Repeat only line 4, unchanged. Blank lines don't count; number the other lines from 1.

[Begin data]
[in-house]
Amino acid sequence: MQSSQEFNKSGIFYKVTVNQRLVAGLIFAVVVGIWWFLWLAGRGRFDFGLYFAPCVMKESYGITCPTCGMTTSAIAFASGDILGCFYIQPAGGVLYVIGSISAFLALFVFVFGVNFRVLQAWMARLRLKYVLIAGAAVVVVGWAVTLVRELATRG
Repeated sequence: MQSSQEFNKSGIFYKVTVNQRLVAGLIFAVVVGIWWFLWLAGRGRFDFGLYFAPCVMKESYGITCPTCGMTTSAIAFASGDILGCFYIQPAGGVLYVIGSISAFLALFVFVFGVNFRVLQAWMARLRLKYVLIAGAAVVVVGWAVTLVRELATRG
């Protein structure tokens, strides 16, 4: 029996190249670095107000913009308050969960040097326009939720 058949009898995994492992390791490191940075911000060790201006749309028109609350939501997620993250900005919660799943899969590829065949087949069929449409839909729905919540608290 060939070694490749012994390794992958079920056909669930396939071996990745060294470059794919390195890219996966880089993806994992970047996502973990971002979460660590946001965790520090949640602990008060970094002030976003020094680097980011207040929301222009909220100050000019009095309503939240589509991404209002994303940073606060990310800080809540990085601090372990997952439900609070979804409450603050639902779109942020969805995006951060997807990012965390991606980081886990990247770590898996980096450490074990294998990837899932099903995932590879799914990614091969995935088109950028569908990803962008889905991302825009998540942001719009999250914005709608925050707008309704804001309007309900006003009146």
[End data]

């Protein structure tokens, strides 16, 4: 029996190249670095107000913009308050969960040097326009939720 058949009898995994492992390791490191940075911000060790201006749309028109609350939501997620993250900005919660799943899969590829065949087949069929449409839909729905919540608290 060939070694490749012994390794992958079920056909669930396939071996990745060294470059794919390195890219996966880089993806994992970047996502973990971002979460660590946001965790520090949640602990008060970094002030976003020094680097980011207040929301222009909220100050000019009095309503939240589509991404209002994303940073606060990310800080809540990085601090372990997952439900609070979804409450603050639902779109942020969805995006951060997807990012965390991606980081886990990247770590898996980096450490074990294998990837899932099903995932590879799914990614091969995935088109950028569908990803962008889905991302825009998540942001719009999250914005709608925050707008309704804001309007309900006003009146």